1. Get over the company-name thing.
Many people agonize endlessly over dreaming up the perfect company name. Don't. If you're waiting until you come up with the perfect name, you're also waiting to start making money.
Instead, at least for now, forget branding and unique selling propositions and all the business-identity stuff. And don't worry about finding the perfect URL or website design or promotional literature. You're putting those carts way before your business horse, too.
Just pick a name so you can get the administrative ball rolling.
Remember, your business can operate under a different name than your company name. (A "doing business as" form takes minutes to complete.) And you can change your company name later, if you like.
2. Get your Employer Identification number (EIN).
An EIN is the federal tax number used to identify your business. You don't need an EIN unless you will have employees or plan to form a partnership, LLC, or corporation.
But even if you don't need an EIN, get one anyway: It's free, takes minutes, and you can keep your Social Security number private and reduce the chance of identity theft, because if you don't have an EIN, your SSN identifies your business for tax purposes.
Note: If you're using an online legal service to set up an LLC or corporation, don't use it to get your EIN. Instead, apply online at the IRS website. You'll have your EIN in minutes.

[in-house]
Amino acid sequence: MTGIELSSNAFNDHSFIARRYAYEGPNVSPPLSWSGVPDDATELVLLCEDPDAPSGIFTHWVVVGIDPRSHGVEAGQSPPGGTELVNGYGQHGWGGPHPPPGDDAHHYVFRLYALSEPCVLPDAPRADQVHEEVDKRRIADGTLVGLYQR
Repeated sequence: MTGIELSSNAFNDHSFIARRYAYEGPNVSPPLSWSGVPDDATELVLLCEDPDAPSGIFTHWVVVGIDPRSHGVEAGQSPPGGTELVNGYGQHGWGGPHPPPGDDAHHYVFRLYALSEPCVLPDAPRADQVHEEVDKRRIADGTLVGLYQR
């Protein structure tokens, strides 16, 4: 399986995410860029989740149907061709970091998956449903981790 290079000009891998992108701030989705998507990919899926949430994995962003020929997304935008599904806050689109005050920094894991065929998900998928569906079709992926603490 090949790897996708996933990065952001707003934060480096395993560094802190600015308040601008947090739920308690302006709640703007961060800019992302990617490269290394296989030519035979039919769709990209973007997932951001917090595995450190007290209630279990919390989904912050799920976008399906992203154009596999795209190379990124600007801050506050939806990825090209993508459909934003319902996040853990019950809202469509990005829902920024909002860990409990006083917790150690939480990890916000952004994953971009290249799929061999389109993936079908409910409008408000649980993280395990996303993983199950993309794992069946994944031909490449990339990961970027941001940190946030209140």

Now it's time to head to your locality's administrative offices.
3. Register your trade name.
If you won't operate under your own name, your locality may require you to register a trade name. In most cases, you'll get approved on the spot.
4. Get your business license.
Your county or city will require a business license. The form takes minutes to fill out. Use your EIN instead of your Social Security number to identify your business (for privacy reasons if nothing else).
You may be asked to estimate annual gross receipts. Do your best to estimate accurately, but don't agonize over it. You're just providing an estimate.
5. Complete a business personal-property tax form (if necessary).
Businesses are taxed on "personal" property, just like individuals. Where I live, no form is required for the year the business is established.
If you are required to file a business personal-property tax form and you plan to work from home using computers, tools, etc., that you already own, you won't need to list those items.